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Who Mentors Them Today?
"Musings" for December 2004
by Margot Finke
Part one of three
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This December's column is the first in a three-part series, beginning with my thoughts on the reality of mentoring for writers in the 21st century. My January column deals with Finding the Perfect Critique Group. And in February, I wind up the series with Starting Your Own Critique Group. Please join the "Musings" gang, and enjoy my next two columns in this series on writing for children.
When Editors Mentored:
Once upon a time, many editors took promising new writers under their wing. Trained professionals, these editors spotted emerging talent, nurturing it until the writer was ready for publication. This was known as mentoring. These days, due to computers access, sky-high slush piles, and changing publisher economics, fewer editors have time to spend mentoring prospective authors. Editors who mentor may not be as extinct as the dodo, the typewriter, or the five-cent ice cream cone, but they are certainly hard to find. Nowadays, budding writers surf the Internet for guidance, join critique groups, and receive enough rejection slips to paper a small room.
Find Helpful Online Writing Lists
Writers today must discover new ways of learning the secrets of writing for children. Your Internet connection can hook you up to a host of helpful writing lists. These message boards encourage writers, from beginners to the highly experienced. Members post questions and offer their own valuable experiences. Answers flow, and often lead to informative debates on many aspects of writing for children. Not mentoring one-on-one, I agree, but a great way to tap into a valuable resource. Look for online lists that specialize in writing for children. Surf around until you identify message boards that have published and advanced writers people that know the children's writing game. After you sign up, and become a valid member, lurk awhile. Absorb the helpful writing and publishing information flying back and forth on a daily basis. When you feel comfortable and at home, ask your writing questions. Below are three helpful message boards:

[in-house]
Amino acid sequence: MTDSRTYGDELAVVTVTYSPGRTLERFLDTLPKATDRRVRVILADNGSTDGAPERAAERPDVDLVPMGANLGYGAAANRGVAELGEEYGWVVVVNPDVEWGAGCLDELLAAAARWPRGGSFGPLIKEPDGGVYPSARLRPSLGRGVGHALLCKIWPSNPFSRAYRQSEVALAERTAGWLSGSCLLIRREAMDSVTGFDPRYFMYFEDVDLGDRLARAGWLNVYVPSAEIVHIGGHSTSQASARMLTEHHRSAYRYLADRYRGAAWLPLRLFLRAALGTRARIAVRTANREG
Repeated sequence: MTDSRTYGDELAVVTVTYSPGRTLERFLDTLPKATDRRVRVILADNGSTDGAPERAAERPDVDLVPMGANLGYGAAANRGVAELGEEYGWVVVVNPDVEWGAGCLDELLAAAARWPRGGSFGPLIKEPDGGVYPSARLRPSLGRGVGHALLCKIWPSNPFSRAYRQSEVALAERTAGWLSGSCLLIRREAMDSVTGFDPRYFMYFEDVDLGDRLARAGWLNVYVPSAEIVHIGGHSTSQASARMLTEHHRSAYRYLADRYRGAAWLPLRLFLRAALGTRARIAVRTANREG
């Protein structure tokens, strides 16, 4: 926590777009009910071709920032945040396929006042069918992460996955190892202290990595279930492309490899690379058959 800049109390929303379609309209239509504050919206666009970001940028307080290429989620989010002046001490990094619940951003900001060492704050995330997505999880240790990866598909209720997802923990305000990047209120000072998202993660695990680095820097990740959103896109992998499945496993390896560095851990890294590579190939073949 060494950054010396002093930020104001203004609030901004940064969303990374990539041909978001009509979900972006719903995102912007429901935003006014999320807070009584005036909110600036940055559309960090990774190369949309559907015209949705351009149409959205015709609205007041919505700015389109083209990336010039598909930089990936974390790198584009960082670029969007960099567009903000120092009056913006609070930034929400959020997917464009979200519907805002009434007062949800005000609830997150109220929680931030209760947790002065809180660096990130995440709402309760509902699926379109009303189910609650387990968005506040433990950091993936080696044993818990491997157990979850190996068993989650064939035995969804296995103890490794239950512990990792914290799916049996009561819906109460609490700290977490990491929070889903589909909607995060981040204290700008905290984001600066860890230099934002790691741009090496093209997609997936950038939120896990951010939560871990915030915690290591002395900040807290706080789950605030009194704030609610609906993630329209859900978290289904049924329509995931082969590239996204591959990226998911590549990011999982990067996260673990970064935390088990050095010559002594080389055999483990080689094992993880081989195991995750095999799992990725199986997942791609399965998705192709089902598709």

- The CW List (Childrens Writers) Send a blank e-mail with "Subscribe" in the subject line.
- Write4Kids.com (The Yella board) .
- The Childrens Book Writer's Café Go to "Join Now" on the left
Critique Groups Inherit the Mentoring Crown (Sort of)
The best online writing boards usually have a badly kept secret: critique groups that flourish among their members. Ask these lists if there are vacancies, and mention the type of books you write. No, critique groups do not mentor in the traditional way. There is no one-on-one more like a rotation of five or six "critters" helping one. A critique group offers a chance to work with, and seek guidance and information from, writers who are more experienced. Each member receives helpful feedback on their plot and characters, voice, and much more. Encouragement and support is the backbone of these groups. Today, picky editors demand an almost perfect manuscript. Working with a trusted group of peers encourages you to look deeper, weed out what is weak, or rework that troublesome chapter one more time.